Tips and Tricks

# Python

## Problem solving - what have you tried?

When stuck, spend at least 30 minutes but no more than 60 trying to solve the problem before asking for help. Also, when you ask for help make sure you can answer the question, "What have you tried?”.

## Python's platform module

Python tip:

You can check the type of machine and platform that your program is running from with `platform.machine()` and `platform.platform()`, respectively.

An example👇

``````import platform

print(platform.machine())
# => x86_64

print(platform.platform())
# => macOS-10.15.6-x86_64-i386-64bit
``````

## Python - Iterate over multiple lists simultaneously with zip

Python tip:

You can use `zip` to iterate through multiple lists of equal length in a single loop.

👇

``````users = ["Jan", "Mike", "Marry", "Mike"]
user_visits = [10, 31, 10, 1]

for user, visits in zip(users, user_visits):
print(f"{user}: {visits}")

# Jan: 10
# Mike: 31
# Marry: 10
# Mike: 1
``````

## Count the number of occurrences of an element in a list in Python

Python tip:

You can count occurrences of an element in a list with `.count()`.

For example:

``````users = ["Jan", "Mike", "Marry", "Mike"]
print(users.count("Mike"))
# => 2
``````

## How do I concatenate two lists in Python?

Python tip:

You can use `+` to join two lists into a new list.

``````a = [10, 2]
b = [6, 3]

print(a + b)
# => [10, 2, 6, 3]
``````

## Python - create a list from a list repeated N times

Python tip:

You can create a new list with elements from the first list that are repeated as many times as you want by multiplying.

Fo example:

``````users = ["johndoe", "marry", "bob"]
print(3 * users)
# => ['johndoe', 'marry', 'bob', 'johndoe', 'marry', 'bob', 'johndoe', 'marry', 'bob']
``````

## Execute raw SQL queries in SQLAlchemy

Python SQLAlchemy tip:

You can use raw queries while still using SQLAlchemy models.

For example

``````user = session.query(Course).from_statement(
text("""SELECT * FROM courses where title=:title""")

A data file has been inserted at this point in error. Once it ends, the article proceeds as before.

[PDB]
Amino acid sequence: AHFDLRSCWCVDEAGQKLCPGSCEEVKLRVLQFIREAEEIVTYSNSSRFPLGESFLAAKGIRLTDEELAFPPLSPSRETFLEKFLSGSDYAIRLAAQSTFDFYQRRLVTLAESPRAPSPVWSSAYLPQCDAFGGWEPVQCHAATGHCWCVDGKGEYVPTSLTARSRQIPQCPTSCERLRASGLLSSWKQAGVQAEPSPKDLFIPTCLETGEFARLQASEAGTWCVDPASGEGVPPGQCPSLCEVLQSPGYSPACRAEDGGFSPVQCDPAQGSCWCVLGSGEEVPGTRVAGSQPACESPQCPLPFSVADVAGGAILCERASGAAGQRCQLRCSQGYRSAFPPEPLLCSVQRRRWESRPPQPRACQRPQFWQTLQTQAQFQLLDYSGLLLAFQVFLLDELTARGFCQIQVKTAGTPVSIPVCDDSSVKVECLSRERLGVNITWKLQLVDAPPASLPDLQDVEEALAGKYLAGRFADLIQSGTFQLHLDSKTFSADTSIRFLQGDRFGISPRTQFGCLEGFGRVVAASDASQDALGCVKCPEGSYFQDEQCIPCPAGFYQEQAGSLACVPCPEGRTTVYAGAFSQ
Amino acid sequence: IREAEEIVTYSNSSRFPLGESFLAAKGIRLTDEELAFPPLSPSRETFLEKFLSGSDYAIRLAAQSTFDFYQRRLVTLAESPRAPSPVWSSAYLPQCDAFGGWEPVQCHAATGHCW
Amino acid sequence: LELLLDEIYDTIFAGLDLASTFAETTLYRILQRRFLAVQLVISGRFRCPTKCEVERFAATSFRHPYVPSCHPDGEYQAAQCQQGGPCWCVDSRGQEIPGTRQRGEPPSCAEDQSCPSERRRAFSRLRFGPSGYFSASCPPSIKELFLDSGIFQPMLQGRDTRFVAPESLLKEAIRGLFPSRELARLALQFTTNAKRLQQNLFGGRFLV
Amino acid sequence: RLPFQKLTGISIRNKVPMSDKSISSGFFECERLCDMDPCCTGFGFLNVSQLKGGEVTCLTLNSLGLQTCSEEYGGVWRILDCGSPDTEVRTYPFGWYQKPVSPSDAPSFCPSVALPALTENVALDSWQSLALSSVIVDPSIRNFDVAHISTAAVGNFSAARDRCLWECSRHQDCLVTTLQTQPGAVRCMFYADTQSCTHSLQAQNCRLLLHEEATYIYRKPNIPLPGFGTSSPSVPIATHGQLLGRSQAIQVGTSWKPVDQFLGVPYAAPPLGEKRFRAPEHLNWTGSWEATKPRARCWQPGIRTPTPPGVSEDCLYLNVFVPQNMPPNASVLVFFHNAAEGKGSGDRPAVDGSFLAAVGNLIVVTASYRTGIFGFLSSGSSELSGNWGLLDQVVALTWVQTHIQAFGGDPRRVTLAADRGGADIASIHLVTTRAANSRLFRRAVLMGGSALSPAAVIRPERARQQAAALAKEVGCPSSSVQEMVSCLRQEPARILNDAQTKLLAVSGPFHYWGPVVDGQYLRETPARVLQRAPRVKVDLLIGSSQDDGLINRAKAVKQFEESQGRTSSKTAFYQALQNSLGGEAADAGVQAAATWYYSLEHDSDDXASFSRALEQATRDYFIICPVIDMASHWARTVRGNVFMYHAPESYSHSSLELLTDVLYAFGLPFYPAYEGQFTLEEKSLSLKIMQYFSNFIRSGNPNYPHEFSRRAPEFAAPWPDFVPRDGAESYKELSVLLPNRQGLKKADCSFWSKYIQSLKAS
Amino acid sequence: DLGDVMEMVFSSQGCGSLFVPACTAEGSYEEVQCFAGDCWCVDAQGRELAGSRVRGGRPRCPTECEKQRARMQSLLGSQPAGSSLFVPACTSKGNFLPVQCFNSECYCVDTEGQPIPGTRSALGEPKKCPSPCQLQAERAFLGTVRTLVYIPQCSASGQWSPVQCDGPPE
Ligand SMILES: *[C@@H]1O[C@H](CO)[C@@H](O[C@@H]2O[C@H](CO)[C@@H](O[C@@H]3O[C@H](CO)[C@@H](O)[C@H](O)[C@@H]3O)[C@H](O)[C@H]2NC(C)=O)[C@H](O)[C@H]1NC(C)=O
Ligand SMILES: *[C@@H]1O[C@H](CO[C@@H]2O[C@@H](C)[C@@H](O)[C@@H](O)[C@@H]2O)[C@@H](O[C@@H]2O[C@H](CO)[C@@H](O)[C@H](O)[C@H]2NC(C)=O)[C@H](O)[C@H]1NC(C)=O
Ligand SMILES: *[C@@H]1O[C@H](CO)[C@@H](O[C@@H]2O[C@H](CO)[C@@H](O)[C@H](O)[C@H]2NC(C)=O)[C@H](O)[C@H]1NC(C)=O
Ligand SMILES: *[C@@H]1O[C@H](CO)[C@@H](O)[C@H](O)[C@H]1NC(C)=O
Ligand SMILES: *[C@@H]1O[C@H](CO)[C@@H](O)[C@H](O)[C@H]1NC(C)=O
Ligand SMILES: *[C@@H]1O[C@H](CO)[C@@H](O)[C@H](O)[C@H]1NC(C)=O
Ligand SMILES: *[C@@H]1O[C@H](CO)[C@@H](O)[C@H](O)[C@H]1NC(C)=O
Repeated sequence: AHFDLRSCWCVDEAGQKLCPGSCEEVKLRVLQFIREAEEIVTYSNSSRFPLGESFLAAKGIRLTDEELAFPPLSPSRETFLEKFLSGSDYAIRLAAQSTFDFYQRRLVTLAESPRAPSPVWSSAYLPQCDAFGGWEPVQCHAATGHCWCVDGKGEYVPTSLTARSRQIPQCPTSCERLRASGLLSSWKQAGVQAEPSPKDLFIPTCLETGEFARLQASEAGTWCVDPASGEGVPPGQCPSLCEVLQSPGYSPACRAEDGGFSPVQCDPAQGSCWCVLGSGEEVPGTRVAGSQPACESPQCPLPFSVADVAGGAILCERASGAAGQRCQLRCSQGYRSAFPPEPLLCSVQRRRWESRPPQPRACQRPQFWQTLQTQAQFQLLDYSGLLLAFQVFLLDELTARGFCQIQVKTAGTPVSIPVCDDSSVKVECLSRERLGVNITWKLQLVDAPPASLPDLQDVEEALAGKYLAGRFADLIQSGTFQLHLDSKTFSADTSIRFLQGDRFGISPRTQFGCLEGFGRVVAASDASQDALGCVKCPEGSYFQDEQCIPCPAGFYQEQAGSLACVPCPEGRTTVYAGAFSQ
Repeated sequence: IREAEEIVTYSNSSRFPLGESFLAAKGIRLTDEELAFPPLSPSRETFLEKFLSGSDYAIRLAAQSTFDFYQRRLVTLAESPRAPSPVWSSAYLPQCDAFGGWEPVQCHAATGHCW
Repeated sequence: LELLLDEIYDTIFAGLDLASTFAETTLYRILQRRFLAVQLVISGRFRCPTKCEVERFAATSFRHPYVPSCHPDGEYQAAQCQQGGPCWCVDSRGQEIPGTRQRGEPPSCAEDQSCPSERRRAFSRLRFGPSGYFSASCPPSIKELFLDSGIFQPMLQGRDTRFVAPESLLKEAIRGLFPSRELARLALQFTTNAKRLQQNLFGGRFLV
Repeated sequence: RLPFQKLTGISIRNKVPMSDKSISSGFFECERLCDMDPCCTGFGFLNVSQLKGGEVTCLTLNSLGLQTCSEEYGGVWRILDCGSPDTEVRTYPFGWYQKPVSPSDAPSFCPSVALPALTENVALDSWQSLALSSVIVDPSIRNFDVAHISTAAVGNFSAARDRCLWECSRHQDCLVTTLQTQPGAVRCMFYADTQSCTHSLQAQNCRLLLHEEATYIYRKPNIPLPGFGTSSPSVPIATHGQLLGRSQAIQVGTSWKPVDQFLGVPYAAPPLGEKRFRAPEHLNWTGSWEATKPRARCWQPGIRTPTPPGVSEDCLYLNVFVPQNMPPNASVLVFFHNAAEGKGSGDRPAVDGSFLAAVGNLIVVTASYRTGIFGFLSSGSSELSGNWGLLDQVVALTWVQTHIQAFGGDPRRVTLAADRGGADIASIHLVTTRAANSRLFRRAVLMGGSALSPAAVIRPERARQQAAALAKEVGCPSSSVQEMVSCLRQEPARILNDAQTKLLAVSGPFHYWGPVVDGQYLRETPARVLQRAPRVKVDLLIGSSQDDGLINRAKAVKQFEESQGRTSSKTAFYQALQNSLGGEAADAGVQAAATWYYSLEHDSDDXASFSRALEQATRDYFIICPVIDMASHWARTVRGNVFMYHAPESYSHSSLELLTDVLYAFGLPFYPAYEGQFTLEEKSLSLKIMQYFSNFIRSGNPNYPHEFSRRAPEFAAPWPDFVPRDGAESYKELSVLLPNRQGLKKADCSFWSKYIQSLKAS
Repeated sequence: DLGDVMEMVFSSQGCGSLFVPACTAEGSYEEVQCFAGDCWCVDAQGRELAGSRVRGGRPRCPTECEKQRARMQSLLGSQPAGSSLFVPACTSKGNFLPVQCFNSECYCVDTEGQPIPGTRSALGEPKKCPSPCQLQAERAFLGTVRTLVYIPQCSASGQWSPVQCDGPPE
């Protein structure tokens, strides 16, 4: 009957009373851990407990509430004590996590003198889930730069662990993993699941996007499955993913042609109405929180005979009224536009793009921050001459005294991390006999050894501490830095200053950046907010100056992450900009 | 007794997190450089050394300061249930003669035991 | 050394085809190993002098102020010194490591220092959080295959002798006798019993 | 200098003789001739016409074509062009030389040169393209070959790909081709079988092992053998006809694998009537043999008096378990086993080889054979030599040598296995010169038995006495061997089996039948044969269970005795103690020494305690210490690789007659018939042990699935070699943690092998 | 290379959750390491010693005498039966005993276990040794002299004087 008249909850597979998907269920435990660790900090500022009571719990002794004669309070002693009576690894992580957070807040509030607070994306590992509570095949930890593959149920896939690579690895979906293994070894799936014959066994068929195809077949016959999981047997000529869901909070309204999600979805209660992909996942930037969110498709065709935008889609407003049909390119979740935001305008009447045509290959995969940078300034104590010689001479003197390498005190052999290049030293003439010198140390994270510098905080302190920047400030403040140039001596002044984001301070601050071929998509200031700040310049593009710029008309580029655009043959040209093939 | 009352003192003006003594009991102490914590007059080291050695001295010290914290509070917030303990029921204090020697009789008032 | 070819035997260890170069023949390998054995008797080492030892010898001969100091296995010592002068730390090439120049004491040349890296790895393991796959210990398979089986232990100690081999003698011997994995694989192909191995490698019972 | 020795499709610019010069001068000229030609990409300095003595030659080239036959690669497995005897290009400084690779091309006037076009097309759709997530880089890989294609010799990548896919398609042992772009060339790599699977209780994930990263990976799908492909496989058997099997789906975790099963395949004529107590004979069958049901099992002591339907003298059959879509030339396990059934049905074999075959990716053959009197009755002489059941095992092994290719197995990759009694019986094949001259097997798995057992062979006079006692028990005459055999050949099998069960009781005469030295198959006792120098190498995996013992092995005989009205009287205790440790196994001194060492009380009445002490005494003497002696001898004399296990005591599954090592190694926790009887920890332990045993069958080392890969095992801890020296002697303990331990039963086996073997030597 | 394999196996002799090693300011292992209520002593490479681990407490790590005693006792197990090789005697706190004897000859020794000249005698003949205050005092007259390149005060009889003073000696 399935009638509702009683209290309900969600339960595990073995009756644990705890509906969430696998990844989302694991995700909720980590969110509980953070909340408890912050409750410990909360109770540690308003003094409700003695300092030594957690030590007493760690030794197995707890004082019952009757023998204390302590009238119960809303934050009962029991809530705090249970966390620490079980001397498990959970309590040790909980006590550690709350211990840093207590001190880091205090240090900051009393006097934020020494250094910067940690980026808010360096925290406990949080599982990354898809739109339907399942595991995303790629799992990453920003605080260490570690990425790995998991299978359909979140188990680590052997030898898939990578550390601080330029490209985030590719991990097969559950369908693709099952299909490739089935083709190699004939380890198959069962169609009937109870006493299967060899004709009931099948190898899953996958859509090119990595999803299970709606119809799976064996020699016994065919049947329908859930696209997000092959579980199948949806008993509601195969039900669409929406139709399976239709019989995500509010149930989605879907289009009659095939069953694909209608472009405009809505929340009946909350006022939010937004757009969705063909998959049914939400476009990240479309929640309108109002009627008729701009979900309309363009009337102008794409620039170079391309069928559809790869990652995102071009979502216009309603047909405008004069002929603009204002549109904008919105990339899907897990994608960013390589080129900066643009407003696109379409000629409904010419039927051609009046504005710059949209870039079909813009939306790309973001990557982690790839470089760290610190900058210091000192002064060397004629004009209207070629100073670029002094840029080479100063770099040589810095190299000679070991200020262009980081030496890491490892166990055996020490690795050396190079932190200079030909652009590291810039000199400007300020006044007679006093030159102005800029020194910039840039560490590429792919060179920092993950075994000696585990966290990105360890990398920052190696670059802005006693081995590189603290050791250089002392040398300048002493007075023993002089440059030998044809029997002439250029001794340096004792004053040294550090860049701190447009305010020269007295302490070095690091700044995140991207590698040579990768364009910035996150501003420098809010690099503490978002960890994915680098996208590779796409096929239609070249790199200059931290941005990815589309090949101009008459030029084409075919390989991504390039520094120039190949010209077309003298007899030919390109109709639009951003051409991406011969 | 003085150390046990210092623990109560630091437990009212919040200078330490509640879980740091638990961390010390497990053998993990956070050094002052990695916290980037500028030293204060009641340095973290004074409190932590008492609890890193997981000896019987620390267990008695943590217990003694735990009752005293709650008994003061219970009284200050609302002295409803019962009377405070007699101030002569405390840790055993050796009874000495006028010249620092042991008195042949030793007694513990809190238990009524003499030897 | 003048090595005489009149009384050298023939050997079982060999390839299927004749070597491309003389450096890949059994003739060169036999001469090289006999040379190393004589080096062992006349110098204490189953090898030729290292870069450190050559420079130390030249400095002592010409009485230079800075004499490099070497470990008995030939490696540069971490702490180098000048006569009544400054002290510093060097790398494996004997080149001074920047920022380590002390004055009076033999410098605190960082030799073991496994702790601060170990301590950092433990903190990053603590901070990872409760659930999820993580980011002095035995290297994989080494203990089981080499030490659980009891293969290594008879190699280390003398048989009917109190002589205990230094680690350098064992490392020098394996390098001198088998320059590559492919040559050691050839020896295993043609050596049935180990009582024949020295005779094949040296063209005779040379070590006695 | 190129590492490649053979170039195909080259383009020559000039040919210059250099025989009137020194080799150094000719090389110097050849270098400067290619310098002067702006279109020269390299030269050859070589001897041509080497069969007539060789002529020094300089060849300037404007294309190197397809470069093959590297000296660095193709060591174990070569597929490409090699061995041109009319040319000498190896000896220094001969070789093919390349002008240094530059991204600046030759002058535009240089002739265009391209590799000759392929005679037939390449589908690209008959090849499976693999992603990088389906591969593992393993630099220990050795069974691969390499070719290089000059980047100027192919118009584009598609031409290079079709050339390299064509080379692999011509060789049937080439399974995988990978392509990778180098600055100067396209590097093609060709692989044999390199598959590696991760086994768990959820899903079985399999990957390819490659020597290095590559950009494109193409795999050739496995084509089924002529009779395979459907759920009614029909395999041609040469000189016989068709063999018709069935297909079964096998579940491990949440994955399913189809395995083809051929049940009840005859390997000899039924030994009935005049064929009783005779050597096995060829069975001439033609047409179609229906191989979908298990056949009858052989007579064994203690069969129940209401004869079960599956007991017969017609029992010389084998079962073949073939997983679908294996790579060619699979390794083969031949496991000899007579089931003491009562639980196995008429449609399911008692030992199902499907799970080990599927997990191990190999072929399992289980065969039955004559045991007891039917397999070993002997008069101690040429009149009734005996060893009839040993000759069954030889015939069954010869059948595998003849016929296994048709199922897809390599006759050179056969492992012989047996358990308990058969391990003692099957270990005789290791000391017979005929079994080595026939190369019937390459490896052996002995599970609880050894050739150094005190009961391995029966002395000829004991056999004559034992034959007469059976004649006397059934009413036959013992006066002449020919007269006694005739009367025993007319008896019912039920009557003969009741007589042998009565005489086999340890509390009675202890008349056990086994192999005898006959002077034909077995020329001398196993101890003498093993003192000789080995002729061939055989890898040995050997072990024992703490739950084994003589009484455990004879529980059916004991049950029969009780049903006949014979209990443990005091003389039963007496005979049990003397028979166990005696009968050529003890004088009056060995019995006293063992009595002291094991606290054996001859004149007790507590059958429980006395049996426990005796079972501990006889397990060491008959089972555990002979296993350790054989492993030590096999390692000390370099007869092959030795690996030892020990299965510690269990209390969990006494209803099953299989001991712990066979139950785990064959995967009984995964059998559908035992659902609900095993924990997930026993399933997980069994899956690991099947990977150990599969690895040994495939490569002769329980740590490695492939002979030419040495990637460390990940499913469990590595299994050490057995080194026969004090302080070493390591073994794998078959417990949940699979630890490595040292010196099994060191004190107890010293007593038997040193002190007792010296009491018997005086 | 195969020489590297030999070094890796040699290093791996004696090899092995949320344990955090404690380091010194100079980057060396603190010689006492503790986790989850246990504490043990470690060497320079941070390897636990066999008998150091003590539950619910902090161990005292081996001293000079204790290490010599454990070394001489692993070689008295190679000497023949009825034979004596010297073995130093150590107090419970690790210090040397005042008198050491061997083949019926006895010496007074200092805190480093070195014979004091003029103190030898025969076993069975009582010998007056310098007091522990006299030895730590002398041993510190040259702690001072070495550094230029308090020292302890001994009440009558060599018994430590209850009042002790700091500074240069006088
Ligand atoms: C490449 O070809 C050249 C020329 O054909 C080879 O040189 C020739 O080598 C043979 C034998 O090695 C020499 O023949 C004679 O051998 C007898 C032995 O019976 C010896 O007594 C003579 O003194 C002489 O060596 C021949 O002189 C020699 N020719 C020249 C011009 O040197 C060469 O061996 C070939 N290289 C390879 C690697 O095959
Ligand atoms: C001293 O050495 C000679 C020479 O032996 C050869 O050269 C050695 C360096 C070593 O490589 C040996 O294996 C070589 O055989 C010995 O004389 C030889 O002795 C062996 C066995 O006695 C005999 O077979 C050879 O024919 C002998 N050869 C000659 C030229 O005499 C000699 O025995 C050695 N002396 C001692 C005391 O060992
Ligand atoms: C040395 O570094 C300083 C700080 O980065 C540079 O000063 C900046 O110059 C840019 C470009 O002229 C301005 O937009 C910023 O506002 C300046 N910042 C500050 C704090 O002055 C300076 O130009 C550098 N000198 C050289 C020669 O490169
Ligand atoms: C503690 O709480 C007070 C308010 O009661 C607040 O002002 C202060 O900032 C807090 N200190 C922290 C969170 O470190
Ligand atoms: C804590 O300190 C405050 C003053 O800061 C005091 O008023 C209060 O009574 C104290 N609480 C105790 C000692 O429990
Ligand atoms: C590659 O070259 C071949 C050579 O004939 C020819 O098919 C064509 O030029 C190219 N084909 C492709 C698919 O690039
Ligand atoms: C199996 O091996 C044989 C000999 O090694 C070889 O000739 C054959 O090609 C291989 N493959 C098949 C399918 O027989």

).params(title="Scalable FastAPI Applications on AWS").all()
``````

## Python - sep parameter in print()

Python tip:

You can pass as many values to print to the `print()` function as you want. You can also specify a custom separator.

``````print("123", "456", "789")
# => 123 456 789

print("123", "456", "789", sep="-")
# => 123-456-789
``````

## How to flush output of print in Python?

Python tip:

You can set `flush=True` for the `print()` function to avoid buffering the output data and forcibly flush it:

``````print("I'm awesome", flush=True)
``````

## Python - find the last occurrence of an item in a list with rindex()

Python tip:

You can use `.rindex()` to find the highest index in a string where a substring is found.

👇

``````print("2021 was awesome. 2022 is going to be even more awesome.".rindex("awesome"))
# => 48
``````

## Python - string ljust() method

Python tip:

You can use `.ljust()` to create a left-justified string of given width.

``````string.ljust(width, fillchar)
``````

Padding is a space, " ", by default.

``````print("Mike".ljust(10, "*"))
# => Mike******
``````

## Python - string center() method

Python tip:

You can use `.center()` to create a centered string of given width.

``````string.center(width, fillchar)
``````

Padding on each side is a space, " ", by default.

``````print("Mike".center(10, "*"))
# => ***Mike***
``````

## Python - lower() vs. casefold() for string matching and converting to lowercase

Python tip:

Use `.casfolde()` instead of `.lower()` when you want to perform caseless operations when working with Unicode strings (for ASCII only strings they work the same) -- e.g., check if two strings are equal.

``````# In German ß == ss
print("straße".lower() == "strasse")
# False
print("straße".casefold() == "strasse")
# True
``````

## Python - remove a prefix from a string

Python tip (>=3.9):

You can use `.removeprefix()` to remove the prefix from a string.

For example, to remove a filename prefix:

``````invoice_filenames = ("INV_123.pdf", "INV_234.pdf", "INV_345.pdf")

for invoice_filename in invoice_filenames:
print(invoice_filename.removeprefix("INV_"))

# 123.pdf
# 234.pdf
# 345.pdf
``````

## Python - remove a suffix from a string

Python tip (>=3.9):

You can remove the suffix of a string with `.removesuffix()`.

For example, to remove the file type from a filename: